Which password-based encryption method should I use in Java 6? It should be as strong as possible, but work with the default security policy file (not the export restricted one which you have to download and install separately)?
My recommendation: You should try to avoid using password-based encryption, if you can possibly avoid it. In particular, password-based encryption tends to be insecure, in practice. The problem is that it is rare for users' passwords to have enough entropy to resist dictionary attack. Therefore, if you need encryption, you probably don't want to use password-based encryption, if there's any alternative.
A better solution is to give users a key, and use the key to encrypt or decrypt.
If you don't follow my recommendation: If you absolutely must use password-based encryption, here are some suggestions to reduce the risk somewhat:
If you're getting the sense that password-based encryption is a headache to use securely, your sense is absolutely accurate.
First read @D.W.'s answer, it is full of good advice. Then, if you still want to do password-based encryption, consider the following:
Note that password hashing mechanisms are usually not covered by cryptographic laws and export regulations, since they do not "hide" data. I then recommend that you just include an implementation of bcrypt in your code, e.g. jBCrypt which is written in Java, OpenSource with an easy license, and reasonably compact (one source file). You would need to alter the code a bit, because that implementation wants to use strings, whereas you want raw bits; thus, do the following:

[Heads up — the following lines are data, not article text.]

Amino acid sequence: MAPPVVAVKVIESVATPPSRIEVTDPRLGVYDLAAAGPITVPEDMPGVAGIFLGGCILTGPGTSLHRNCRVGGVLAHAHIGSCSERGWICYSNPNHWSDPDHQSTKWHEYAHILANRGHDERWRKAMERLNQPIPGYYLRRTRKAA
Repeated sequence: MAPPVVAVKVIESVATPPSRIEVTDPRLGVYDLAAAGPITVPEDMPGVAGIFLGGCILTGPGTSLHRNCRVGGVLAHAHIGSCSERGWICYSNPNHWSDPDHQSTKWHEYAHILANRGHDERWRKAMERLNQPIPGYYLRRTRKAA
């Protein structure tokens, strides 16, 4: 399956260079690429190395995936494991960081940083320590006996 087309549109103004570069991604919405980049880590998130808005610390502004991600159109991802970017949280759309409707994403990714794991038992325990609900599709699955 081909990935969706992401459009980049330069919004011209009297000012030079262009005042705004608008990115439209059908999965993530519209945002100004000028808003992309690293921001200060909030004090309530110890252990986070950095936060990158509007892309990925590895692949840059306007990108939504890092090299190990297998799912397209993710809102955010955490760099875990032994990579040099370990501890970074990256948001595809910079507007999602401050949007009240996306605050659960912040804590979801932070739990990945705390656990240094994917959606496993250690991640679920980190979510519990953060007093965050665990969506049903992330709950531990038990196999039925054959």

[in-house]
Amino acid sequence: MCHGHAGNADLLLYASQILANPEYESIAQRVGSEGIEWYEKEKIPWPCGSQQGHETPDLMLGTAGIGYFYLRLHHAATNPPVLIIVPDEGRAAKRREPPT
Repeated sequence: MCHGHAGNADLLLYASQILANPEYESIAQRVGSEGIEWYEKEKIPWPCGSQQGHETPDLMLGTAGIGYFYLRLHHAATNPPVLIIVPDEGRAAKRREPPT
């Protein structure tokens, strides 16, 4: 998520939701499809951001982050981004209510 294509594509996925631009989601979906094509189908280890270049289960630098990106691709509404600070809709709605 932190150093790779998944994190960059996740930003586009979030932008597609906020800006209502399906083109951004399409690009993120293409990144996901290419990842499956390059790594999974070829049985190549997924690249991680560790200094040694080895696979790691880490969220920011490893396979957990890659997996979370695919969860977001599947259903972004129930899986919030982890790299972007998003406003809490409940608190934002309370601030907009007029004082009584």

(I usually prefer bcrypt over PBKDF2 for the reasons explained there, but PBKDF2 is not bad either, so if you really want PBKDF2 (or need it for compliance reasons), then go for it.)
Important: doing the encryption properly, and adding a MAC, can be botched in a surprisingly high number of ways. You are warmly encouraged not to do it yourself. However, the following method should be safe:
And, remember: never, never, NEVER reuse the salt value for two encryption instances (whether they use the same password or not). Always use